Paper Review: The Chubby lock services for loosely-coupled distributed systems

Paper Review:


Chubby is a lock service provided to a large number of clients for access control and coordination. It’s made of typically 5 machines and one of them is master. The write operations require ACK from a quorum of machines and reads only need to access the current master.

Strong points:

  1. Chubby exports a file system with APIs similar to UNIX filesystem. Tree of files are stored in directories which makes the access structured and easier for all users. There are some differences though, like the file moving, directory access control and last-access times;
  2. The file handles with sequence number prevent checking at each read/write access and easy to see which master assigned the handles without referring to other replicas. This mechanism is good for small file with frequent accesses because checks are done during the open of handles instead of actual access. Each handle could be reused unless the master assigning the handle fails.
  3. Since the read operations greatly outnumber writes, data is cached in the client side to reduce the traffic of polling Chubby masters for every single read. The master will notify all the clients that possibly cached the data when the data is modified and invalidate the caches. I can imagine it saves a huge number of messages during the run. However, a timed-cached (TTL cache) combined with this mechanism might be better because as the system runs, clients with possible will increase over time. For every read from the clients, the master is going to return the data with a validation time limit, which implies that cache should not be used after this period of time. On the other hand, the master will still invalidate all the clients whose cache is still in the time limit upon modification. This way we can avoid the case when the master has to send too many invalidation messages after several consecutive writes and lead to bursty network usage. This is different from the KeepAlives jeopardy because the TTL is for every cached data while jeopardy is for every client

Weak points:

  1. This is trivial but still not thoroughly explained. The paper mentioned that the clients need so multicast request to all the Chubby replicas stored in DNS in order to locate the master, which means that all the Chubby replicas are managed by another service that keep track of the states and placement of Chubby replicas. The read operation only goes to Chubby master, but if the master is freshly selected, then either 1) the read service will be blocked for a while until the new master is up-to-date by checking with all other replicas or 2) the read returns a insufficiently updated value stored in the new master;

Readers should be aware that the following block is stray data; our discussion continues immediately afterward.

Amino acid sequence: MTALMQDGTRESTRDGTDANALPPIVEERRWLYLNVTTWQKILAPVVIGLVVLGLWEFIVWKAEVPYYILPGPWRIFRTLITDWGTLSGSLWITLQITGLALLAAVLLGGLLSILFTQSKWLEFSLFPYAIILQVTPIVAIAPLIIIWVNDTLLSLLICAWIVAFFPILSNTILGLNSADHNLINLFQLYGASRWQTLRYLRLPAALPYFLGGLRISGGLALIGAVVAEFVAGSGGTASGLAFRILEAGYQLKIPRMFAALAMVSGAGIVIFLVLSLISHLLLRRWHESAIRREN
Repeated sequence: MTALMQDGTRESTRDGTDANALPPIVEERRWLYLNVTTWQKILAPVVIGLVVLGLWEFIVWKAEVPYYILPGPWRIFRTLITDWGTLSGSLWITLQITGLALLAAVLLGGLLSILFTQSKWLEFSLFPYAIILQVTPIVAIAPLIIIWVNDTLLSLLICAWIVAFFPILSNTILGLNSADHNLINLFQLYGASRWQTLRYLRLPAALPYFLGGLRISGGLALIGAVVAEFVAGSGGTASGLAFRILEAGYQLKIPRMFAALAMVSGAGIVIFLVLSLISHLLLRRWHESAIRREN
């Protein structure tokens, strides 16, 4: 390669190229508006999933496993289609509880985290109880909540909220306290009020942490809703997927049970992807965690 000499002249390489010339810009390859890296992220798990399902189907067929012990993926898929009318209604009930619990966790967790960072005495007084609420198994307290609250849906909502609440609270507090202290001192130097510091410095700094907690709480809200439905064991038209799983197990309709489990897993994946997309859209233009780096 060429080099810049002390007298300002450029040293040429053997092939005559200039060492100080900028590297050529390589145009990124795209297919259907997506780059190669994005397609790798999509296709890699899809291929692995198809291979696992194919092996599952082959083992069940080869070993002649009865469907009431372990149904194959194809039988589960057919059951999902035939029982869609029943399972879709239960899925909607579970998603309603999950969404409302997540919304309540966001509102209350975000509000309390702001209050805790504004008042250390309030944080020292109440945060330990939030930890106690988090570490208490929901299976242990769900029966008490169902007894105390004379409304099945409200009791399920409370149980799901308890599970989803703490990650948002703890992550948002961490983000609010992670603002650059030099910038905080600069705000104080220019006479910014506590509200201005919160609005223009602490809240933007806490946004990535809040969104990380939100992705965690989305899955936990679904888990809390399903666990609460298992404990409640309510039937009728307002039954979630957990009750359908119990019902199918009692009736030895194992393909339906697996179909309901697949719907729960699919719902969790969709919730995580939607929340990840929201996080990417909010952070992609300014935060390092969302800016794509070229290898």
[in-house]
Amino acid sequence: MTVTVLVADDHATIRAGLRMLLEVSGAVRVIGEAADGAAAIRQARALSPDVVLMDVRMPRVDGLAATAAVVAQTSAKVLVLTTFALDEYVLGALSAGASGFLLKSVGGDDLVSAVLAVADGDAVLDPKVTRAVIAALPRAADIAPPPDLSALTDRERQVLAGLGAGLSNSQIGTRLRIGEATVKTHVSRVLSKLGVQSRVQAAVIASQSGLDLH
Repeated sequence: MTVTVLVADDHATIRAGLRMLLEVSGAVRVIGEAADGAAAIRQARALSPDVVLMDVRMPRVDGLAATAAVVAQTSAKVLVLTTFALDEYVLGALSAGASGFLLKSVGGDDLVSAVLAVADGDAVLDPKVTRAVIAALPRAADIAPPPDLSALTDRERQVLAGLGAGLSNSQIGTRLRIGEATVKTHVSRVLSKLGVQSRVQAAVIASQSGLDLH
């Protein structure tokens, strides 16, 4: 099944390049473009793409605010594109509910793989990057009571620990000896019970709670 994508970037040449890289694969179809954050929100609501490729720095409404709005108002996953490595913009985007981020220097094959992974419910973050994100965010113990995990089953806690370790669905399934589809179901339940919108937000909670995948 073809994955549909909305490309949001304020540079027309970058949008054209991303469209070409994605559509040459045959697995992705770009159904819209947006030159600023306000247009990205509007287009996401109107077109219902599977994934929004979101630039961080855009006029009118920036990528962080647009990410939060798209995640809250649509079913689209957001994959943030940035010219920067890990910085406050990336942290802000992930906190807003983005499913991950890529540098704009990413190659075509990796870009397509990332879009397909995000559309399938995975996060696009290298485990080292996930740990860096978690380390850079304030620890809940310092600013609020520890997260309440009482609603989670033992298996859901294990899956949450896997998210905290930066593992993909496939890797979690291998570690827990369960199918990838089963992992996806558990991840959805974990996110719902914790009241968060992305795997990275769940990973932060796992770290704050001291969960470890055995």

2. The sequence numbers are assigned to any operations that interact with locks. And if any lock is lost in a abnormal circumstances like failure, the other clients have to wait for a period (1 minute). However, why don’t master actively sends messages to the lock-holding clients to check for liveness instead of waiting. At least having the option of proactively checking the clients could benefit systems with higher requirement on availability. (This could definitely use the TrueTime API to make sure of the ordering of events from different clients and save a lot of waiting/messages);
  3. When I was first reading the paper, I felt that the communication between Chubby clients and cells overlaps with TCP a lot in terms of their functionalities: both maintains a session with sequence number; both requires message exchange to keep alive otherwise the session expires. So I assumed that TCP is a nature for Chubby with all the strict ordering, congestion control and guarantees on the delivery. But the paper claims the TCP back-off policy lead to a lot of KeepAlives timeouts because the transport layer protocol is unaware of the timing of upper layer processes. However, the main reason we are triggering the back-off policy is the bursty message pattern, which is not discussed in the paper. If we can take advantage of the transport layer session to reduce the number of messages used for KeepAlives, then then back-off won’t be a problem in most scenarios. An alternative is to build a new reliable congestion-control protocol upon UDP with optimizations and priority for time-critical messages.
  4. Chubby master is definitely a bottleneck of the overall performance because all the operations, read or write, have to go through the master. On the other hand, Chubby slaves’ computation power and bandwidth is under-utilized. I guess it could be viewed as a down-side of the high consistency of Chubby, which is maintained by a single master decision making mechanism.


Paper Notes:

  1. Reliability, availability and scalability are considered the most important while the throughput and storage capacity are considered secondary.
  2. Lock services, although cannot offer a standard framework for programmers like a library embodying Paxos, maintains high availability as the system scales up; it’s suitable for clients to store and fetch large quantities of data as it uses consistent client caching rather than TTL time-based caching; quorum based consensus reduce the number of servers needed for client to make progress
  3. Only lock-interaction operations will be assigned with a sequence to ensure

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